||This article may require cleanup to meet Wikipedia's quality standards. The specific problem is: Add some of the reviews from google scholar. Add some of the highly cited article which use it from google scholar. Add a paragraph on some of the more modern tools. (June 2012)|
- For other uses, see Wordsmith (disambiguation).
|Developer(s)||Mike Scott, Oxford University Press|
|Stable release||18.104.22.168 / January 26, 2012|
|Operating system||Windows (Mac OS, Linux)|
|Website||WordSmith Tools 6.0|
WordSmith Tools, in short, Wordsmith (which means 'word' and 'creator') is a paid software package primarily for linguists, in particular for work in the field of corpus linguistics. It is a collection of modules for searching patterns in a language. The software is also available in several languages.
Development and Acquisition
The program package was developed by the British linguist Mike Scott at the University of Liverpool and released as version 1.0 in 1996. It is based on the also co-developed by Mike Scott and in 1993 was first introduced concordance program "Micro Concord". Versions 1.0 through 4.0 were sold exclusively by Word Smith from the British Oxford University and the local Oxford University Press, the current version 5.0 and previous versions are now also distributed by the Lexical Analysis Software Limited. The current version of the software with the operating system from Windows can be used on a single computer or over a network 2000th. Under certain conditions, the software runs on an Apple operating system and Linux. Setting up the software on the computer is extremely simple without installer. Currently, the WordSmith Tools versions 3.0, 4.0 and 5.0 as well as the narrower program MicroConcoord (no version upgrades with other names exist) are available. Wordsmith is acquired by downloading a self-extracting executable file for the time being as a demo version. This includes all the features of the full version, there are only 25 hits for a query and edited. The update to the full version by entering a code, which is a fee (online or written order) of the moment (October 2011), about 50 pounds sterling awarded for a single user license.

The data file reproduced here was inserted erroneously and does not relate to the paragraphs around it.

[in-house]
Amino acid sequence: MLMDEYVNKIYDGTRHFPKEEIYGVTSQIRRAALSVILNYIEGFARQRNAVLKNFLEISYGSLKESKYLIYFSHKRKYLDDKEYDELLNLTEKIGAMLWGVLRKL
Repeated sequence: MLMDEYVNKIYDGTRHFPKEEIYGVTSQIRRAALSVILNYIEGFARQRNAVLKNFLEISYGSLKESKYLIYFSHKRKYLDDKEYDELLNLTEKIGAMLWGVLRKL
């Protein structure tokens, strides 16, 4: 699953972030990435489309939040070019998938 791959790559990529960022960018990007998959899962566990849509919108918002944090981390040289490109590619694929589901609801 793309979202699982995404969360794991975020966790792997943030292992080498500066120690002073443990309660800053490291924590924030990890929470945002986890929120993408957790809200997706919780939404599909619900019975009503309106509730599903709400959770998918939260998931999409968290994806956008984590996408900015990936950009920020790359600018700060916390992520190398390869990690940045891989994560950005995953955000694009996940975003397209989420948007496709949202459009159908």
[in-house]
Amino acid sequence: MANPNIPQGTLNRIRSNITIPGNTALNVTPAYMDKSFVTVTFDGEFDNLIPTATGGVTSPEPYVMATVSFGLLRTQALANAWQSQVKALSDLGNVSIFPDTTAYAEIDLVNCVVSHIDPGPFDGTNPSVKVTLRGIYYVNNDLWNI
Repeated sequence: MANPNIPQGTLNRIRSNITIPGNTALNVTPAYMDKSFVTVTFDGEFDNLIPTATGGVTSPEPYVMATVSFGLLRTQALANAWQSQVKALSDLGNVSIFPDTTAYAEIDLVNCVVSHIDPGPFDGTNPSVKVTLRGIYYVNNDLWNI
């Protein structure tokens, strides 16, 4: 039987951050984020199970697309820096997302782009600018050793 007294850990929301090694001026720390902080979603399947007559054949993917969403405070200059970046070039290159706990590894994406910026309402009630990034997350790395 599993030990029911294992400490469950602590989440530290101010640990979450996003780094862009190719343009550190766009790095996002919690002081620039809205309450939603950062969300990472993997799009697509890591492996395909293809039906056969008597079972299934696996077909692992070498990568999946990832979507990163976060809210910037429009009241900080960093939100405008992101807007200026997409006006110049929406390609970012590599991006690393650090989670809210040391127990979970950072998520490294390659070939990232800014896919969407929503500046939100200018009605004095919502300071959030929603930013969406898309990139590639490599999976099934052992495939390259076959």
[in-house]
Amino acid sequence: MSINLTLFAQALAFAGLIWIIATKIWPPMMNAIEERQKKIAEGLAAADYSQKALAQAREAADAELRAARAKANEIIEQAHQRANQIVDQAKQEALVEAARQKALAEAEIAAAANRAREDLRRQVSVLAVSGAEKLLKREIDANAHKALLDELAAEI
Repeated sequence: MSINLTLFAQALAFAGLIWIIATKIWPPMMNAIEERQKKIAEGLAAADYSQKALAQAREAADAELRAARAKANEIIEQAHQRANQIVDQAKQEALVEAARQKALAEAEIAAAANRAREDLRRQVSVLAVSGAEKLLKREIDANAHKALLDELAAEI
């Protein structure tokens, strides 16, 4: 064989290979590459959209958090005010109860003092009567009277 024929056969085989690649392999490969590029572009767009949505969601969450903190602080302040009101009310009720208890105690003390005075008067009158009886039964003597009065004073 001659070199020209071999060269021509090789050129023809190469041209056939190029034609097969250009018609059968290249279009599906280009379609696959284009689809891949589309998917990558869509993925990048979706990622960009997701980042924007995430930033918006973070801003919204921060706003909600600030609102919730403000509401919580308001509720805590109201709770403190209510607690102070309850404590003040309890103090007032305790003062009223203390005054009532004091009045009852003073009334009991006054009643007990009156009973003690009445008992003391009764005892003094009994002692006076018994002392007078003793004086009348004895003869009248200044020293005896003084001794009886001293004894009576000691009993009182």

Functionality and Applications
The core areas of the software package includes three modules:
- Concord is used to create concordances, so all the hits from a search within a previously defined body text.
- WordList lists all the Words or on word forms that are included in the selected corpus and statistical data are different from the text corpus.
- KeyWord creates a list of all those words and word forms according to certain statistical criteria in the text corpus significantly occur rarely or frequently.
Each of the modules is offering a number of features available to certain other features of the analyzed text corpus. Thus, for example, collocation s given to the searched word forms, i.e. a collection (supplemented with a number of additional information) of those words created that occur together with the search word. In addition to this core offer are a number of additional modules that are useful for the preparation and reproduction of the text corpus. WordSmith Tools can be used in 80 different languages. WordSmith Tools is - along with several other software products similar in nature - an internationally popular program for the work based on corpus-linguistic methodology. Can be used in this type of software not only in the Theoretical linguistics, but also for example in the text linguistics media linguistics and discourse analysis, but also in some other, adjacent disciplines of linguistics. Such software is used, for example, to answer questions of use of certain words in certain syntactic structures, or the determination of content or meaning of certain expressions in certain texts or text places. This, among other things, certain patterns can be found in texts.
- REVIEW OF MONOCONC PRO AND WORDSMITH TOOLS Language Learning & Technology Vol. 5, No. 3, May 2001, pp. 32–36
High impact papers which use WordSmith
- Comparing corpora with WordSmith tools: how large must the reference corpus be? Tony Berber-Sardinha Proceedings WCC '00 Proceedings of the workshop on Comparing corpora - Volume 9 Pages 7–13